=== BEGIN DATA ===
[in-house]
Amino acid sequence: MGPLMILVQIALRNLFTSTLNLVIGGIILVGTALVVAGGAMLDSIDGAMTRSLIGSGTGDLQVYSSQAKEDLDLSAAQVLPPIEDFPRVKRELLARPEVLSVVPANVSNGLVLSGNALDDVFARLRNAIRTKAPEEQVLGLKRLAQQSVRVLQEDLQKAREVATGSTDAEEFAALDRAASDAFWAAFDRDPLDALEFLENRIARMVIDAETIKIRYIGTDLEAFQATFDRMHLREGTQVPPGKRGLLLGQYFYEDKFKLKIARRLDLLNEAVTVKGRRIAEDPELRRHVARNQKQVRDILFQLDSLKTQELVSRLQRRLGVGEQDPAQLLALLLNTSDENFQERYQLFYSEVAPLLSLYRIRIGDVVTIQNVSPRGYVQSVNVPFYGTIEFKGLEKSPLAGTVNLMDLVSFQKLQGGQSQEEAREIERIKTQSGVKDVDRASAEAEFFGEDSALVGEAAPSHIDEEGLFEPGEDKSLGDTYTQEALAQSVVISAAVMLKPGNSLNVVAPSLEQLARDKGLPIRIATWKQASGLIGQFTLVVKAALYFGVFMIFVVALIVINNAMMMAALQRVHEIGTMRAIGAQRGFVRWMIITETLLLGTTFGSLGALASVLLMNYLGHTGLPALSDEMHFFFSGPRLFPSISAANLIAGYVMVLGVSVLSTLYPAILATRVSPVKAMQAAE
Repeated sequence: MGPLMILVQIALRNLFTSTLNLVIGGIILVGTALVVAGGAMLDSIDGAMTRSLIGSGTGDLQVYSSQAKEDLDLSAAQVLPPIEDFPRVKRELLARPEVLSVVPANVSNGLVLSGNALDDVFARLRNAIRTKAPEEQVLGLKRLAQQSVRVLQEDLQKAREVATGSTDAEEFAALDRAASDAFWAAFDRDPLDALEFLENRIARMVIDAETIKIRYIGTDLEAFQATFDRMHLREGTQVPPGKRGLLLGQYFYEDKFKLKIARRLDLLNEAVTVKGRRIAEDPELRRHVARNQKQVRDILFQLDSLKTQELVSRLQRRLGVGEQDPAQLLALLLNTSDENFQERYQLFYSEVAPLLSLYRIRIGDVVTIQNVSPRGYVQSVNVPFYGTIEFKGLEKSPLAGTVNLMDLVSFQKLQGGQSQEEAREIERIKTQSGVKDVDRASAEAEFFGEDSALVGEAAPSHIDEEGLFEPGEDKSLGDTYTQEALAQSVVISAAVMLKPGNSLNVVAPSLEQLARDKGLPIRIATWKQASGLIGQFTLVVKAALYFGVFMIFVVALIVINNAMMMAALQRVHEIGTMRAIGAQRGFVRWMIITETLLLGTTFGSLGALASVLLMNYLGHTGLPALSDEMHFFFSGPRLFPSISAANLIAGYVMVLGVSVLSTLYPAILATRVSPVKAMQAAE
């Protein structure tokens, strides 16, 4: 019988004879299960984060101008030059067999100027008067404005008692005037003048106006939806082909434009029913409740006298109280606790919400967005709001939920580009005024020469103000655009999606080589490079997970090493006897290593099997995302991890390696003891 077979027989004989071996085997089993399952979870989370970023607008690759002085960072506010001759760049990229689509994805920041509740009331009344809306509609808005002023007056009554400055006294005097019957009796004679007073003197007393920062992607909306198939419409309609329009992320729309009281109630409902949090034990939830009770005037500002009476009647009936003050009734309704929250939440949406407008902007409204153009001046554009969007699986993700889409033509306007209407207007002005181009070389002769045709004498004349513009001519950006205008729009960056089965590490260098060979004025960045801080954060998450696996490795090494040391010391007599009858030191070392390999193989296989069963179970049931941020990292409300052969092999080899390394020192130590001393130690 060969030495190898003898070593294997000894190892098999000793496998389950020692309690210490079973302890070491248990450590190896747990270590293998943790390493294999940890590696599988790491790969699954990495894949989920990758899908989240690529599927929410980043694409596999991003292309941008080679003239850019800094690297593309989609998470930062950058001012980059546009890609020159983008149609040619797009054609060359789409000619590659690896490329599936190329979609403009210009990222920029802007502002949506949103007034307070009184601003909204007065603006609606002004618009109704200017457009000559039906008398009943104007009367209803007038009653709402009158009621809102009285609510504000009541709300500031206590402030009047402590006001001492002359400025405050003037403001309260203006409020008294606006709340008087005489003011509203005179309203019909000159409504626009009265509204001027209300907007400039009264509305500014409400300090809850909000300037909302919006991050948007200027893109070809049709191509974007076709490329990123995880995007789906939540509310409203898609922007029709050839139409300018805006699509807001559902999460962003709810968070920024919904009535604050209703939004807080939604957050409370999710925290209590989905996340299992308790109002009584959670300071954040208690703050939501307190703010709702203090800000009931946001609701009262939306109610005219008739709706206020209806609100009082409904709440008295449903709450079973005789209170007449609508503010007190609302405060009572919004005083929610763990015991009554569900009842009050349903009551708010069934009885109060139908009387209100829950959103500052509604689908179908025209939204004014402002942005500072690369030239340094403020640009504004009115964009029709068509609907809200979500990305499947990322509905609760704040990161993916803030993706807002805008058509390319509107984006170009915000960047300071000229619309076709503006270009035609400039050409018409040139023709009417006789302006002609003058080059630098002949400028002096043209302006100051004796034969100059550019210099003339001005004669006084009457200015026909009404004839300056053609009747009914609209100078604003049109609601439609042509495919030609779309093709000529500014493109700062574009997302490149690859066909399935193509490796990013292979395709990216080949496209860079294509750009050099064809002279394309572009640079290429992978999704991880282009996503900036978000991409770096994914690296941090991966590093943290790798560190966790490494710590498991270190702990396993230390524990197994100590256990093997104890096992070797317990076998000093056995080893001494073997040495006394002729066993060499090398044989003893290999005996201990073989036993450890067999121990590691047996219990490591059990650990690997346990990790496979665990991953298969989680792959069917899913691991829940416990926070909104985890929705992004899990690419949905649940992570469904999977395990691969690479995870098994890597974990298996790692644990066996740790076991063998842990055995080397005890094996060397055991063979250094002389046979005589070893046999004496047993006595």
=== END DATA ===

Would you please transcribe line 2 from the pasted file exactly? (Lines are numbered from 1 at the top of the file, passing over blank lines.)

Amino acid sequence: MGPLMILVQIALRNLFTSTLNLVIGGIILVGTALVVAGGAMLDSIDGAMTRSLIGSGTGDLQVYSSQAKEDLDLSAAQVLPPIEDFPRVKRELLARPEVLSVVPANVSNGLVLSGNALDDVFARLRNAIRTKAPEEQVLGLKRLAQQSVRVLQEDLQKAREVATGSTDAEEFAALDRAASDAFWAAFDRDPLDALEFLENRIARMVIDAETIKIRYIGTDLEAFQATFDRMHLREGTQVPPGKRGLLLGQYFYEDKFKLKIARRLDLLNEAVTVKGRRIAEDPELRRHVARNQKQVRDILFQLDSLKTQELVSRLQRRLGVGEQDPAQLLALLLNTSDENFQERYQLFYSEVAPLLSLYRIRIGDVVTIQNVSPRGYVQSVNVPFYGTIEFKGLEKSPLAGTVNLMDLVSFQKLQGGQSQEEAREIERIKTQSGVKDVDRASAEAEFFGEDSALVGEAAPSHIDEEGLFEPGEDKSLGDTYTQEALAQSVVISAAVMLKPGNSLNVVAPSLEQLARDKGLPIRIATWKQASGLIGQFTLVVKAALYFGVFMIFVVALIVINNAMMMAALQRVHEIGTMRAIGAQRGFVRWMIITETLLLGTTFGSLGALASVLLMNYLGHTGLPALSDEMHFFFSGPRLFPSISAANLIAGYVMVLGVSVLSTLYPAILATRVSPVKAMQAAE